Pompeii Poop

University of Queensland
Image via Wikipedia

Tip o’ the pileus to the fine folks over at Blogging Pompeii for bringing our attention to an article in the Discovery Channel Magazine highlighting the work of Dr Andy Fairbairn and crew who have been poking around the potties of Pompeii to learn more about what the folks were eating etc. … very interesting article (pdf).

Amphora 9.1

In addition to the job listings (see below), new at the APA site today is the latest edition of Amphora, which appears to be the only one we’ll be seeing this year, alas, due to financial constraints … I’m still trying to decide whether it is reasonable to expect folks to pay 10.00 for two issues; I also wonder if this actually needs to be a print publication at all … it would look awfully nice on an iPad …

Classical Words on Youtube

One of the logos of Merriam–Webster.
Image via Wikipedia

Well, today my twitterfeed and Facebook feed has been inundated with this video on the plural of octopus (tip o’ the pileus to Terrence Lockyer, Francesca Tronchin, and a few others):

… fwiw, being a Classicist, rogue or otherwise, using octopodes is one of the few times you get to use your Greek plural endings in public, so that’s what I do.  And just so you don’t have to just blindly believe an editor at Merriam-Webster, here’s amicus noster Terrence Lockyer’s comments on matters similar brought up on the Classics list a year and a half ago, inter alia:

People will tell you that this should be “octopi”,
because it is from Latin, and Latin words ending “-us”
are pluralized in “-i”. This, however, ignores two
facts: (1) in Latin, common words ending “-us” may
belong to one of three different classes (called
declensions), and while it is true that the most common
class (the second declension masculine) pluralizes in
“-i”, the others simply do not – the second class
(third declension neuter) pluralizes in “-ra” (e. g.,
“opus > opera” [work], “corpus > corpora” [body], to
mention two words adopted by English), while the third
class has plurals spelled with “-us” like the
singulars, though pronounced slightly differently; and
(2) “octopus” is not originally a Latin word at all,
and does not belong to any Latin class.

In fact, “octopus” comes from ancient Greek (where it
could mean an eight-legged thing, specifically an
octopus, or a scorpion), and contains the elements
“octo” (eight) and “pous” (foot, leg: this is also
found in the famous name “Oedipus”, from Greek
“Oidipous”, but it is less common to pluralize personal
names; and the Latin equivalent is the word “pes”,
plural “pedes”, from which English gets words like
“pedal” and “pedestrian”). The hyperpedantic who wish
to pluralize “octopus” strictly according to derivation
should therefore use the correct Greek plural, which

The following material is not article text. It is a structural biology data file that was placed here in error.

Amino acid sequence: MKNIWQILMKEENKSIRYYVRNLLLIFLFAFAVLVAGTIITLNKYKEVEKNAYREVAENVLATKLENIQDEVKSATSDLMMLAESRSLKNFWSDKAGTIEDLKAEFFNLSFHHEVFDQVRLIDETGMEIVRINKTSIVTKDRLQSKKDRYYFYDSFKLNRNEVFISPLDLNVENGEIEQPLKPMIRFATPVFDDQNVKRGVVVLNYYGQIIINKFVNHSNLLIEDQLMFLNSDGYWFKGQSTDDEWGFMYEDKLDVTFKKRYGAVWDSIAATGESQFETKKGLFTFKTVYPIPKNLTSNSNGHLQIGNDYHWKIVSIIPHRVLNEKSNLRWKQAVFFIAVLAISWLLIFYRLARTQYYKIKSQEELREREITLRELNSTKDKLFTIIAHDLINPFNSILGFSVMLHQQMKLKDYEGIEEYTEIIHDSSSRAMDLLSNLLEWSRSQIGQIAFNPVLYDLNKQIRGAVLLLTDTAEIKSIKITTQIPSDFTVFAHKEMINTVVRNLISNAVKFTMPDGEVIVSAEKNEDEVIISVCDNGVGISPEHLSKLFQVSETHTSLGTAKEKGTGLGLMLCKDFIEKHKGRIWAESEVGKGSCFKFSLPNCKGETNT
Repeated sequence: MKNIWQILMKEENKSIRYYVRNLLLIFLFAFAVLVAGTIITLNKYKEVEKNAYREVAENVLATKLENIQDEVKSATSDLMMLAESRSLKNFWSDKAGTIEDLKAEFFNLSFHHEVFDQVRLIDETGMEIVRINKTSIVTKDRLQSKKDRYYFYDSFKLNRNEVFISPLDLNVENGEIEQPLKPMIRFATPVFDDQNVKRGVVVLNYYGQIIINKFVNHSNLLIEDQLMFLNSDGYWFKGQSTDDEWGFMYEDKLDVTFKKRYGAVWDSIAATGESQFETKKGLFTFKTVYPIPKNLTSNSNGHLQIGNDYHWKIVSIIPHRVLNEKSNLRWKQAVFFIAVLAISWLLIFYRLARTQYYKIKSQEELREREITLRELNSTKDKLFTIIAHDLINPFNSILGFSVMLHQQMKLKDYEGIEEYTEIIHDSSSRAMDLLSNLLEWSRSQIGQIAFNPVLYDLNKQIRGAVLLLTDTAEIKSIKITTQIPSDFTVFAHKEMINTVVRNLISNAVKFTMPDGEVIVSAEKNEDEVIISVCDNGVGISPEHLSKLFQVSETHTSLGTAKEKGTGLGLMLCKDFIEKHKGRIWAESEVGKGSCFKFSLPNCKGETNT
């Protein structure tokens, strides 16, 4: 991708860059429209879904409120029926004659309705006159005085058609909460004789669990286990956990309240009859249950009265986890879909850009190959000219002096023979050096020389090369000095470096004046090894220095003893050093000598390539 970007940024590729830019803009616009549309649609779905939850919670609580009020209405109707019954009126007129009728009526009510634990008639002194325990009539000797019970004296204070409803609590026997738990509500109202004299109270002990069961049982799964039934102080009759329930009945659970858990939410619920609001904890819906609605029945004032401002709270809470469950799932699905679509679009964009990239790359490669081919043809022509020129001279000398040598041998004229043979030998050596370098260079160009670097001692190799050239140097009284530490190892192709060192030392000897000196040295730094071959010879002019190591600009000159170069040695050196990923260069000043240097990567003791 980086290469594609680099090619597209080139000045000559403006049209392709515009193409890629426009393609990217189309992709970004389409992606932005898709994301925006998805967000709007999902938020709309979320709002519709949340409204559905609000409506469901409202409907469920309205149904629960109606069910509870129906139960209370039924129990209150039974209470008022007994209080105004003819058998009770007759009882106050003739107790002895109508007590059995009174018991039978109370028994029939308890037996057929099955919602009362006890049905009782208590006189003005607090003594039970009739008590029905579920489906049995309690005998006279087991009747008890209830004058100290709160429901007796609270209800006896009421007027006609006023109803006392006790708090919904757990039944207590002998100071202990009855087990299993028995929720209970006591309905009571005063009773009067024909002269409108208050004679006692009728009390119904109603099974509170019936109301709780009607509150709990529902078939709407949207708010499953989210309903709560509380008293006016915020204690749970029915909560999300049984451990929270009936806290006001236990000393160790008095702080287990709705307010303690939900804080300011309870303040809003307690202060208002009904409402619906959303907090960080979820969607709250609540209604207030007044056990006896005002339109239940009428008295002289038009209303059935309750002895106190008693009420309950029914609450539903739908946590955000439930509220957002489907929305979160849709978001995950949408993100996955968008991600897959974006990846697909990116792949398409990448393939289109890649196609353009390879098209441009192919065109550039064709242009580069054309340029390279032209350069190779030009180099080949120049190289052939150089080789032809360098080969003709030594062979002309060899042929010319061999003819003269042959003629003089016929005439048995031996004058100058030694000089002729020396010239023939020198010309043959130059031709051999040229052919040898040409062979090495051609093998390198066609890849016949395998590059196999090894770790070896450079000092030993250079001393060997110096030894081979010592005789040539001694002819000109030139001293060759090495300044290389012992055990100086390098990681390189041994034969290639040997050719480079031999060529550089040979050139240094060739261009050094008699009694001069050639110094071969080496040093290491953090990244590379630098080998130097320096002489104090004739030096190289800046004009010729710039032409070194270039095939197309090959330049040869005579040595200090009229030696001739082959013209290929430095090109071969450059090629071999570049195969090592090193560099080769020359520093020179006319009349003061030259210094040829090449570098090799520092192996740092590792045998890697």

would be “octopodes” (pronounced “ok-top-odd-es”), or
in English perhaps “octopods”. For the rest of us,
“octopuses” will do just fine.

That said, it has just come to my attention that this ‘ask the editor’ thing is an ongoing series from the fine folks at Merriam-Webster and there are a couple of others worth taking a look at. This one, ferinstance, looks at the Classical Roots of some English words:

Here’s one  that’s another one of my personal bugbears (and I don’t have any qualms about correcting folks):


CFP: Gods in Ruins

Seen on Classicists (please send any responses to the people/institution mentioned in the post, not to rogueclassicism!)

Gods in Ruins: The archaeology of religious activity in Protohistoric,

Archaic, and Republican central Italy


Gods in Ruins is a two-day conference to be held over March 20-22, 2011 at
Lady Margaret Hall, Oxford.

This conference invites presentation of the results of current or ongoing
work on archaeological evidence for religious activities in central Italy,
with a particular view to advancing scholarly debate on periods, places,
and phenomena under-represented in the literary sources. We aim to bring
together researchers across a range of fields including archaeology, art
history, history, anthropology, archaeozoology, and religious studies; and
to stimulate discussion of shared methodological concerns as well as
sharing new results.

Topics for discussion may include, but are not limited to:
• Methodologies for an archaeology of religion
• Cult sites
• Ritual objects and their cultural biographies
• Votives and dedicators
• Religious landscapes

We welcome abstracts from advanced postgraduate students, postdoctoral
researchers, and early career academics whose work engages in whole or in
part with the material remains of religious activities – sanctuaries,
religious architecture, votives, and organic and inorganic residue of
ritual practices – from any period or region in central Italy prior to
c.200 B.C. The language of the conference will be English. Presentations
will be limited to 20 minutes and followed by time for questions and
discussion. Abstracts of approximately 300 words should be sent to
charlotte.potts AT lmh.ox.ac.uk by September 30, 2010 with ‘Gods in Ruins’ as
the email’s subject.

Please note that this will be a residential conference at Lady Margaret
Hall, Oxford. Generous support from Oxford’s Craven Committee means that we
hope to subsidise accommodation for speakers with accepted papers on a pro
rata basis.